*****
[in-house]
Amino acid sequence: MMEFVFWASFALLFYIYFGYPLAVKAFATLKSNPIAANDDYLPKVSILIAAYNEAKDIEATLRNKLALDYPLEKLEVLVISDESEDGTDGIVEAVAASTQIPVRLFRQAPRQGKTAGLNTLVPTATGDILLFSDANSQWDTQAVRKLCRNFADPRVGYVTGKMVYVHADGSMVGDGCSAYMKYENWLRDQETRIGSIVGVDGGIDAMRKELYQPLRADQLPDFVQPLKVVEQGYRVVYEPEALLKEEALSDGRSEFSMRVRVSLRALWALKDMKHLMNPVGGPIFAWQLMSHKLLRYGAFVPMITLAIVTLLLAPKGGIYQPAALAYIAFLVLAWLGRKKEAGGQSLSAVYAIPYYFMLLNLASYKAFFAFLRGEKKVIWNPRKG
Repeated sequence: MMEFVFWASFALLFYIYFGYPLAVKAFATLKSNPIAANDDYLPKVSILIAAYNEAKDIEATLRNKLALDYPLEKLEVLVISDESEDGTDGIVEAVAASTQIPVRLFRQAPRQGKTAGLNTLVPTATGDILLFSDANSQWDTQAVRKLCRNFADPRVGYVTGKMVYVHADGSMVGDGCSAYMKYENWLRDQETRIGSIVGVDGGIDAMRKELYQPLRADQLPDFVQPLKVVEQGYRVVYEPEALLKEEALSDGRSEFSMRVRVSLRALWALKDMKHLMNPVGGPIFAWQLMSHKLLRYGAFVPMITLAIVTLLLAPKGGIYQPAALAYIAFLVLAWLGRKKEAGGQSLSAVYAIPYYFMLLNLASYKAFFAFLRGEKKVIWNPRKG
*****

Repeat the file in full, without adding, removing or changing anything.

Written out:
[in-house]
Amino acid sequence: MMEFVFWASFALLFYIYFGYPLAVKAFATLKSNPIAANDDYLPKVSILIAAYNEAKDIEATLRNKLALDYPLEKLEVLVISDESEDGTDGIVEAVAASTQIPVRLFRQAPRQGKTAGLNTLVPTATGDILLFSDANSQWDTQAVRKLCRNFADPRVGYVTGKMVYVHADGSMVGDGCSAYMKYENWLRDQETRIGSIVGVDGGIDAMRKELYQPLRADQLPDFVQPLKVVEQGYRVVYEPEALLKEEALSDGRSEFSMRVRVSLRALWALKDMKHLMNPVGGPIFAWQLMSHKLLRYGAFVPMITLAIVTLLLAPKGGIYQPAALAYIAFLVLAWLGRKKEAGGQSLSAVYAIPYYFMLLNLASYKAFFAFLRGEKKVIWNPRKG
Repeated sequence: MMEFVFWASFALLFYIYFGYPLAVKAFATLKSNPIAANDDYLPKVSILIAAYNEAKDIEATLRNKLALDYPLEKLEVLVISDESEDGTDGIVEAVAASTQIPVRLFRQAPRQGKTAGLNTLVPTATGDILLFSDANSQWDTQAVRKLCRNFADPRVGYVTGKMVYVHADGSMVGDGCSAYMKYENWLRDQETRIGSIVGVDGGIDAMRKELYQPLRADQLPDFVQPLKVVEQGYRVVYEPEALLKEEALSDGRSEFSMRVRVSLRALWALKDMKHLMNPVGGPIFAWQLMSHKLLRYGAFVPMITLAIVTLLLAPKGGIYQPAALAYIAFLVLAWLGRKKEAGGQSLSAVYAIPYYFMLLNLASYKAFFAFLRGEKKVIWNPRKG